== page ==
Driving around New Zealand was quite the experience. It was exciting, enjoyable, and scenic. It was also a bit nerve wracking, difficult, and strange. First off, they drive on the wrong side of the road. (Obviously, the side we drive on is the correct side. After all, it is the right side!) Since the steering wheel is on the wrong side of the car, it’s not really too difficult to figure out what side to drive on; just steer close to the middle of the road. Of course, it is possible to experience some difficulty in turning, especially turning right, and going into the correct lane, (not that this bothered me too much, just a dozen times or so.)
The Kiwi’s do not believe in building straight roads. Now, this is often made necessary by the plethora of hills, mountains, canyons and lakes, but even when none of these are around they still add curves. Guard rails and shoulders are also considered unnecessary luxuries, especially in the mountains. But the most interesting thing to encounter while driving in New Zealand is the bridges.
I can imagine a conversation that took place a decade or three ago between the Minister of Highways, the Minister of Finance, and the rest of the Cabinet. The Highways Minister approached his colleague to say, “I have the final estimates for our road building plans. We have determined that we need to build another ten thousand bridges.”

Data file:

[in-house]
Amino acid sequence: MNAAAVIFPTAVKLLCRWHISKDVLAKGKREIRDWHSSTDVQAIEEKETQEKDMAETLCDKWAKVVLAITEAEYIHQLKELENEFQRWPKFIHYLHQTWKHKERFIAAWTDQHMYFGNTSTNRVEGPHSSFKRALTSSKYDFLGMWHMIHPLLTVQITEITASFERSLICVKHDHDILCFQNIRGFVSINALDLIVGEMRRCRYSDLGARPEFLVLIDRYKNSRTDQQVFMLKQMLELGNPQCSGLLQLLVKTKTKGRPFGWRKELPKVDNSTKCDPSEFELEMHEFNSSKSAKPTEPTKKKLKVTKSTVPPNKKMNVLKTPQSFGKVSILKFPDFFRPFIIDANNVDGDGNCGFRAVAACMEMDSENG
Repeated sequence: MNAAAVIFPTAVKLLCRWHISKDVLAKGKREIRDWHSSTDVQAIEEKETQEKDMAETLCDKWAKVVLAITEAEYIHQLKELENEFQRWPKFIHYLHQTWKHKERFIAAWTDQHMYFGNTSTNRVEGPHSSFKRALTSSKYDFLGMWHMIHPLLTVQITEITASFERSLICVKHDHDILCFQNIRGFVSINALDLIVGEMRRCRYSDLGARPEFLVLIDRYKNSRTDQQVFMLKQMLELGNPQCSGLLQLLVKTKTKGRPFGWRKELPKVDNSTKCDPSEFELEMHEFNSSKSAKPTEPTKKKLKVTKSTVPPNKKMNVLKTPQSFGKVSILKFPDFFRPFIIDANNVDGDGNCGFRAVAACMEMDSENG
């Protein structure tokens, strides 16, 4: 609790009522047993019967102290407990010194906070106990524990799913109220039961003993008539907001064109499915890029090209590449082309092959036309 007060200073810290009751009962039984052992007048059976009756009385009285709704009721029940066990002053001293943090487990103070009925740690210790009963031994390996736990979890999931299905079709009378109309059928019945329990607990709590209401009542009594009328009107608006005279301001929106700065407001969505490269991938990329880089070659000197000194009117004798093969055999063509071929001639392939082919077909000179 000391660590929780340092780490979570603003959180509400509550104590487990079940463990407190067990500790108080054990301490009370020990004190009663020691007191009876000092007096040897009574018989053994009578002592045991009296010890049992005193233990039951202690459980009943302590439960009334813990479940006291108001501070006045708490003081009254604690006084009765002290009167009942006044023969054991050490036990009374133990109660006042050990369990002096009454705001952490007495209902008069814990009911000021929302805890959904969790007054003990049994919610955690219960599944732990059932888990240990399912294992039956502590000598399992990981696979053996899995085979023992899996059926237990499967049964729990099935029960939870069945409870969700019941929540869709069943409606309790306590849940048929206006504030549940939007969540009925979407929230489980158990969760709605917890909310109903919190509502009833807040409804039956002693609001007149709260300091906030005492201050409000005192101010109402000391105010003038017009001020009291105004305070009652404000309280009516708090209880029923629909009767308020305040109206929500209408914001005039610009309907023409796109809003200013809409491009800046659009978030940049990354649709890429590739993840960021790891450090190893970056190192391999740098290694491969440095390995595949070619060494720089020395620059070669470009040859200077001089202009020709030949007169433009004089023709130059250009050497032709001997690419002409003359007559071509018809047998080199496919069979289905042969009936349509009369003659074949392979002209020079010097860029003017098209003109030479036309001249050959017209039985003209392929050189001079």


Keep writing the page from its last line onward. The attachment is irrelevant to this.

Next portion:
The Finance Minister was aghast. “We can’t do that. We can only afford to build five thousand bridges.”
“Well, what do you propose? We can’t have people driving into ravines or rivers.”
The Minister for Foreign Affairs spoke up. “That might be bad for tourism.”
“Mind your own business,” the Finance Minister replied before turning back to the Minister of Highways. “You’ll just have to think of something else.”
“Hmmm, well, what if we build ten thousand half bridges?”
“What? Build them half way across a canyon? That’s hardly a solution.”
“No, no. We’ll make them only one lane wide. That way they won’t cost as much.”
“Won’t people notice?”
“Not until it’s too late. And besides, they’ll just be happy to have any sort of a bridge.”
The Foreign Minister couldn’t help himself. “But what about the tourists? Won’t they be frightened by a one lane bridge?”
The Minister of Finance just smirked. “No, we’ll just tell them it’s a new form of bungee jumping!”
“Works for me.”
The reality is we need bridges. Without them, whether one lane or four lane, we would be stuck on the wrong side; the wrong side of a river, the wrong side of a ravine, the wrong side of life. There is a chasm greater than anything you’ve ever seen. It’s greater than the Grand Canyon, deeper than the Mariana Trench, wider than the Pacific. It is the gap between us and God. It is the sin that separates us from God and from his gift of eternal life. Nothing we can do can bridge that gap. On our own, we can never cross the chasm.
We don’t have to. Someone else paid the price. Someone else bridged the gap. We only have to believe and accept.
“For there is only one God and one Mediator who can reconcile God and humanity–the man Christ Jesus.” 1 Timothy 2:5